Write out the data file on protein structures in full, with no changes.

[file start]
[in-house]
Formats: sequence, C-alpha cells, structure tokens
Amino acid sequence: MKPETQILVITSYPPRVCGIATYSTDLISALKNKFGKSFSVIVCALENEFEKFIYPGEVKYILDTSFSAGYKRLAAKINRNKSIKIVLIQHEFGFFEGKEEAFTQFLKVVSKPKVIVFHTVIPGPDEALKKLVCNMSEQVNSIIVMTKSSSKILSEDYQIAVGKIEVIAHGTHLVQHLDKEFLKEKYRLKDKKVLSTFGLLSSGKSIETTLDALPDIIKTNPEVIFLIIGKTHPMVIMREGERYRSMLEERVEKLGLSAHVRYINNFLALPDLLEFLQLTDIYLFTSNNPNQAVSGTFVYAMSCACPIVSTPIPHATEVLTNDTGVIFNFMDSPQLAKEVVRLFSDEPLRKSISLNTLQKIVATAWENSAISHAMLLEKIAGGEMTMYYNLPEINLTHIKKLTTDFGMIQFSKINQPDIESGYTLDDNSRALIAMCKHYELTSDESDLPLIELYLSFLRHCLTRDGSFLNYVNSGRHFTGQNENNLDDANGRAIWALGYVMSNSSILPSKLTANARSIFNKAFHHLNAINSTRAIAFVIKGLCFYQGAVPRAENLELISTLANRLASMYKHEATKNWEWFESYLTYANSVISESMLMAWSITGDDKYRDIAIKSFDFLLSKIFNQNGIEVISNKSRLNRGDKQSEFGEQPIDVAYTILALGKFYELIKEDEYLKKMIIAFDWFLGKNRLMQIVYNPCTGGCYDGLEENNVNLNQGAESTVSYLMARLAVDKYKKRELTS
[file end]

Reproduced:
[in-house]
Formats: sequence, C-alpha cells, structure tokens
Amino acid sequence: MKPETQILVITSYPPRVCGIATYSTDLISALKNKFGKSFSVIVCALENEFEKFIYPGEVKYILDTSFSAGYKRLAAKINRNKSIKIVLIQHEFGFFEGKEEAFTQFLKVVSKPKVIVFHTVIPGPDEALKKLVCNMSEQVNSIIVMTKSSSKILSEDYQIAVGKIEVIAHGTHLVQHLDKEFLKEKYRLKDKKVLSTFGLLSSGKSIETTLDALPDIIKTNPEVIFLIIGKTHPMVIMREGERYRSMLEERVEKLGLSAHVRYINNFLALPDLLEFLQLTDIYLFTSNNPNQAVSGTFVYAMSCACPIVSTPIPHATEVLTNDTGVIFNFMDSPQLAKEVVRLFSDEPLRKSISLNTLQKIVATAWENSAISHAMLLEKIAGGEMTMYYNLPEINLTHIKKLTTDFGMIQFSKINQPDIESGYTLDDNSRALIAMCKHYELTSDESDLPLIELYLSFLRHCLTRDGSFLNYVNSGRHFTGQNENNLDDANGRAIWALGYVMSNSSILPSKLTANARSIFNKAFHHLNAINSTRAIAFVIKGLCFYQGAVPRAENLELISTLANRLASMYKHEATKNWEWFESYLTYANSVISESMLMAWSITGDDKYRDIAIKSFDFLLSKIFNQNGIEVISNKSRLNRGDKQSEFGEQPIDVAYTILALGKFYELIKEDEYLKKMIIAFDWFLGKNRLMQIVYNPCTGGCYDGLEENNVNLNQGAESTVSYLMARLAVDKYKKRELTS